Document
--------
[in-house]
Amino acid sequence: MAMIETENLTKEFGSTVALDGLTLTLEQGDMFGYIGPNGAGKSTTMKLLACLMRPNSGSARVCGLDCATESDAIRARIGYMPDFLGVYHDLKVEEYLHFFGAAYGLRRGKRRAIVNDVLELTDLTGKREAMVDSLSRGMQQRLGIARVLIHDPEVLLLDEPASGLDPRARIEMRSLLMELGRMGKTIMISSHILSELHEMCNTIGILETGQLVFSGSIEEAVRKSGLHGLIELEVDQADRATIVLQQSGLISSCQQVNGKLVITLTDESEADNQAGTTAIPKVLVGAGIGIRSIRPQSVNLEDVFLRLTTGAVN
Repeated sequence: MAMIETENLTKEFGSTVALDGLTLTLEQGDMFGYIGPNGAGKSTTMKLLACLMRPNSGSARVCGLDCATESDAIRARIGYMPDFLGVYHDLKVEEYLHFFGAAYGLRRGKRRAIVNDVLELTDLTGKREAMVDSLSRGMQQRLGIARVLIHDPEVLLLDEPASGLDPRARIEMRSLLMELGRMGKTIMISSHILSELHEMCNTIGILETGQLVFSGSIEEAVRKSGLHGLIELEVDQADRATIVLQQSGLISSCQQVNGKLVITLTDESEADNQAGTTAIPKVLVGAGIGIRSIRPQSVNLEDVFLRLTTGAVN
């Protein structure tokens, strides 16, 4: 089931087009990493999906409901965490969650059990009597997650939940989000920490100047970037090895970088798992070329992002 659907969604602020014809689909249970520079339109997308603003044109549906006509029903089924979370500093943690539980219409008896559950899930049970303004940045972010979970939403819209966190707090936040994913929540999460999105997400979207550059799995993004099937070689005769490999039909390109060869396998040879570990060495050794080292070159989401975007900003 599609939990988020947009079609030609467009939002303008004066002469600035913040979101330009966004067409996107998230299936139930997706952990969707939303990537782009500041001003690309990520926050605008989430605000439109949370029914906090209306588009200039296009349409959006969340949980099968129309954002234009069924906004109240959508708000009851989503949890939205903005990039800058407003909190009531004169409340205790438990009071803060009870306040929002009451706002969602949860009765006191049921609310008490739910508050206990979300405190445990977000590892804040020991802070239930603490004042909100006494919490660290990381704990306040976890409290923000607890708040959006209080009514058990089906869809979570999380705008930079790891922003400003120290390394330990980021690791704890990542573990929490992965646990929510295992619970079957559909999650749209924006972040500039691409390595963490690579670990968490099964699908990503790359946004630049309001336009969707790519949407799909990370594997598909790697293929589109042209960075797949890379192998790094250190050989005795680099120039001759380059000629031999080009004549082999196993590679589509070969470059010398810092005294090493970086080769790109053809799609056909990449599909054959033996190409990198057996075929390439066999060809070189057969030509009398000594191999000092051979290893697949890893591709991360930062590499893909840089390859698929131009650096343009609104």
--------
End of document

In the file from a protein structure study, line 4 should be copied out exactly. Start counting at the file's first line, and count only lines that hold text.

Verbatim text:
């Protein structure tokens, strides 16, 4: 089931087009990493999906409901965490969650059990009597997650939940989000920490100047970037090895970088798992070329992002 659907969604602020014809689909249970520079339109997308603003044109549906006509029903089924979370500093943690539980219409008896559950899930049970303004940045972010979970939403819209966190707090936040994913929540999460999105997400979207550059799995993004099937070689005769490999039909390109060869396998040879570990060495050794080292070159989401975007900003 599609939990988020947009079609030609467009939002303008004066002469600035913040979101330009966004067409996107998230299936139930997706952990969707939303990537782009500041001003690309990520926050605008989430605000439109949370029914906090209306588009200039296009349409959006969340949980099968129309954002234009069924906004109240959508708000009851989503949890939205903005990039800058407003909190009531004169409340205790438990009071803060009870306040929002009451706002969602949860009765006191049921609310008490739910508050206990979300405190445990977000590892804040020991802070239930603490004042909100006494919490660290990381704990306040976890409290923000607890708040959006209080009514058990089906869809979570999380705008930079790891922003400003120290390394330990980021690791704890990542573990929490992965646990929510295992619970079957559909999650749209924006972040500039691409390595963490690579670990968490099964699908990503790359946004630049309001336009969707790519949407799909990370594997598909790697293929589109042209960075797949890379192998790094250190050989005795680099120039001759380059000629031999080009004549082999196993590679589509070969470059010398810092005294090493970086080769790109053809799609056909990449599909054959033996190409990198057996075929390439066999060809070189057969030509009398000594191999000092051979290893697949890893591709991360930062590499893909840089390859698929131009650096343009609104």